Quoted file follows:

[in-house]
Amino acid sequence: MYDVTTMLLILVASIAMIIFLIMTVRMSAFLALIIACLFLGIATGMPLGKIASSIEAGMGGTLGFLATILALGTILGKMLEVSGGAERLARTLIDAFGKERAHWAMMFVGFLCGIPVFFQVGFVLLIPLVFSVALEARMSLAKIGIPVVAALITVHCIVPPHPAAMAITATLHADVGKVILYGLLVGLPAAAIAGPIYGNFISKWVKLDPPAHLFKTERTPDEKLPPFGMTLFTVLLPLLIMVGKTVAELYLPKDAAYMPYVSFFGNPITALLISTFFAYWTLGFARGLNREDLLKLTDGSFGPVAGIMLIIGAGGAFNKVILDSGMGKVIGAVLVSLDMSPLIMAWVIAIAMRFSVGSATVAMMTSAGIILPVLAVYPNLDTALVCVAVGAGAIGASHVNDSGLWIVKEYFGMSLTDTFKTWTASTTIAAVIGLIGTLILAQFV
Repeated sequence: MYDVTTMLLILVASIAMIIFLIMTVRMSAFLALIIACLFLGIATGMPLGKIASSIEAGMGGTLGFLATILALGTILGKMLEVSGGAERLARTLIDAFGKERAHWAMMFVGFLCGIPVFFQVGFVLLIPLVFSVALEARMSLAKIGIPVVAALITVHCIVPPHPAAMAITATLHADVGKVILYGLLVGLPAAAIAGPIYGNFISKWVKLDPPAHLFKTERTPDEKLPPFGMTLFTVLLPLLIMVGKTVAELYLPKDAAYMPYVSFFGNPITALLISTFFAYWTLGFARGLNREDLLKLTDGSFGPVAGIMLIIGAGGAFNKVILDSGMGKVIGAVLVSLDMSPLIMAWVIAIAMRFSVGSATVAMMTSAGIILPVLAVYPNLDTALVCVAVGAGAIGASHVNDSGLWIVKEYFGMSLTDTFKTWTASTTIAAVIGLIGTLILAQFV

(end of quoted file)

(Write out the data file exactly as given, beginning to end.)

[in-house]
Amino acid sequence: MYDVTTMLLILVASIAMIIFLIMTVRMSAFLALIIACLFLGIATGMPLGKIASSIEAGMGGTLGFLATILALGTILGKMLEVSGGAERLARTLIDAFGKERAHWAMMFVGFLCGIPVFFQVGFVLLIPLVFSVALEARMSLAKIGIPVVAALITVHCIVPPHPAAMAITATLHADVGKVILYGLLVGLPAAAIAGPIYGNFISKWVKLDPPAHLFKTERTPDEKLPPFGMTLFTVLLPLLIMVGKTVAELYLPKDAAYMPYVSFFGNPITALLISTFFAYWTLGFARGLNREDLLKLTDGSFGPVAGIMLIIGAGGAFNKVILDSGMGKVIGAVLVSLDMSPLIMAWVIAIAMRFSVGSATVAMMTSAGIILPVLAVYPNLDTALVCVAVGAGAIGASHVNDSGLWIVKEYFGMSLTDTFKTWTASTTIAAVIGLIGTLILAQFV
Repeated sequence: MYDVTTMLLILVASIAMIIFLIMTVRMSAFLALIIACLFLGIATGMPLGKIASSIEAGMGGTLGFLATILALGTILGKMLEVSGGAERLARTLIDAFGKERAHWAMMFVGFLCGIPVFFQVGFVLLIPLVFSVALEARMSLAKIGIPVVAALITVHCIVPPHPAAMAITATLHADVGKVILYGLLVGLPAAAIAGPIYGNFISKWVKLDPPAHLFKTERTPDEKLPPFGMTLFTVLLPLLIMVGKTVAELYLPKDAAYMPYVSFFGNPITALLISTFFAYWTLGFARGLNREDLLKLTDGSFGPVAGIMLIIGAGGAFNKVILDSGMGKVIGAVLVSLDMSPLIMAWVIAIAMRFSVGSATVAMMTSAGIILPVLAVYPNLDTALVCVAVGAGAIGASHVNDSGLWIVKEYFGMSLTDTFKTWTASTTIAAVIGLIGTLILAQFV